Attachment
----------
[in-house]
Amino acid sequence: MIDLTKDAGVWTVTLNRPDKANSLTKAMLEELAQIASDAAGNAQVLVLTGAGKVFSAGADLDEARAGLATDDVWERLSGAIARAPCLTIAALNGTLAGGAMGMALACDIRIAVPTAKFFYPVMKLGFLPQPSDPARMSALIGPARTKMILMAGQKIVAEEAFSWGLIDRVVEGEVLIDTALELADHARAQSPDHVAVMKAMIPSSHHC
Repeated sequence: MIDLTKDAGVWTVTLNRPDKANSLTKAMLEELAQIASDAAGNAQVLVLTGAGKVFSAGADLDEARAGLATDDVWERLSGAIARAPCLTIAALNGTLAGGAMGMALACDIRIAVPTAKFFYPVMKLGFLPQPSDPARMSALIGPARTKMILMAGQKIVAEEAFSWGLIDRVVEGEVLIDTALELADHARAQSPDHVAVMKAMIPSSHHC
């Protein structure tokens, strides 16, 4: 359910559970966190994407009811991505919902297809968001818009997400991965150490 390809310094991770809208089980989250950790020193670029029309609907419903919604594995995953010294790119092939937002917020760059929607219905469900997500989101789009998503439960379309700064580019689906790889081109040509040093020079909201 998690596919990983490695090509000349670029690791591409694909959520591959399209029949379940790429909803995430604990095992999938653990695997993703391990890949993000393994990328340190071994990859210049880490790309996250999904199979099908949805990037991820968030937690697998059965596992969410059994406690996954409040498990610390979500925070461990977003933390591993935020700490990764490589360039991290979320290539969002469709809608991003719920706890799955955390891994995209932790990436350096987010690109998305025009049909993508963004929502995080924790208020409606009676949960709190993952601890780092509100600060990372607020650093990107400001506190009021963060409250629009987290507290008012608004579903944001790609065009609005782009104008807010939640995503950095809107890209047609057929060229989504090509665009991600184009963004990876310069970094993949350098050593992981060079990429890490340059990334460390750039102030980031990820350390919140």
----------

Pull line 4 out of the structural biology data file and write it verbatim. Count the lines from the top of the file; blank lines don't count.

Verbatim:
């Protein structure tokens, strides 16, 4: 359910559970966190994407009811991505919902297809968001818009997400991965150490 390809310094991770809208089980989250950790020193670029029309609907419903919604594995995953010294790119092939937002917020760059929607219905469900997500989101789009998503439960379309700064580019689906790889081109040509040093020079909201 998690596919990983490695090509000349670029690791591409694909959520591959399209029949379940790429909803995430604990095992999938653990695997993703391990890949993000393994990328340190071994990859210049880490790309996250999904199979099908949805990037991820968030937690697998059965596992969410059994406690996954409040498990610390979500925070461990977003933390591993935020700490990764490589360039991290979320290539969002469709809608991003719920706890799955955390891994995209932790990436350096987010690109998305025009049909993508963004929502995080924790208020409606009676949960709190993952601890780092509100600060990372607020650093990107400001506190009021963060409250629009987290507290008012608004579903944001790609065009609005782009104008807010939640995503950095809107890209047609057929060229989504090509665009991600184009963004990876310069970094993949350098050593992981060079990429890490340059990334460390750039102030980031990820350390919140």